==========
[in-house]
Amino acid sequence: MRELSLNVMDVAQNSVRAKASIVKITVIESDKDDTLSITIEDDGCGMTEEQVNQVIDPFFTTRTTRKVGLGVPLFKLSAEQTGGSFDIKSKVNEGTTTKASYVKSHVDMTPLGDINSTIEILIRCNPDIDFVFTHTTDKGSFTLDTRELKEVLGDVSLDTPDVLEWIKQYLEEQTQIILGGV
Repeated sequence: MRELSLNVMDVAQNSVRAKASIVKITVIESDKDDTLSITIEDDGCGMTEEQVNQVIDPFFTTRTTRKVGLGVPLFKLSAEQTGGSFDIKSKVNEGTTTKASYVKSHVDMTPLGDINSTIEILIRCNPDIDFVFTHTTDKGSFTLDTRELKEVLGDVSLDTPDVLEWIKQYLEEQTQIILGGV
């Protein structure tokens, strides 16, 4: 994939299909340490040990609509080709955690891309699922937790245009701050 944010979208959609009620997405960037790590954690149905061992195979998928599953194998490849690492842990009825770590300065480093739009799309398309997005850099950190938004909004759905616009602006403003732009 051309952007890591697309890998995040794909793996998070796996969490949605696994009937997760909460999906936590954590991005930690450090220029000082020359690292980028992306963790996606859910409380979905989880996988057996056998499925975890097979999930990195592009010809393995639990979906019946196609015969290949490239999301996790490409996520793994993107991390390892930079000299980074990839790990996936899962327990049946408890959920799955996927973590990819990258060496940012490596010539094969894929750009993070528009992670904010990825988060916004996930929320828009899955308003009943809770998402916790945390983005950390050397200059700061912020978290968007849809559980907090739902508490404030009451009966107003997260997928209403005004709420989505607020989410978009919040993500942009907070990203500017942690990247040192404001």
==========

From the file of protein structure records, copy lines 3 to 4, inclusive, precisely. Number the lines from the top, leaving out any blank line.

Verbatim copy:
Repeated sequence: MRELSLNVMDVAQNSVRAKASIVKITVIESDKDDTLSITIEDDGCGMTEEQVNQVIDPFFTTRTTRKVGLGVPLFKLSAEQTGGSFDIKSKVNEGTTTKASYVKSHVDMTPLGDINSTIEILIRCNPDIDFVFTHTTDKGSFTLDTRELKEVLGDVSLDTPDVLEWIKQYLEEQTQIILGGV
């Protein structure tokens, strides 16, 4: 994939299909340490040990609509080709955690891309699922937790245009701050 944010979208959609009620997405960037790590954690149905061992195979998928599953194998490849690492842990009825770590300065480093739009799309398309997005850099950190938004909004759905616009602006403003732009 051309952007890591697309890998995040794909793996998070796996969490949605696994009937997760909460999906936590954590991005930690450090220029000082020359690292980028992306963790996606859910409380979905989880996988057996056998499925975890097979999930990195592009010809393995639990979906019946196609015969290949490239999301996790490409996520793994993107991390390892930079000299980074990839790990996936899962327990049946408890959920799955996927973590990819990258060496940012490596010539094969894929750009993070528009992670904010990825988060916004996930929320828009899955308003009943809770998402916790945390983005950390050397200059700061912020978290968007849809559980907090739902508490404030009451009966107003997260997928209403005004709420989505607020989410978009919040993500942009907070990203500017942690990247040192404001």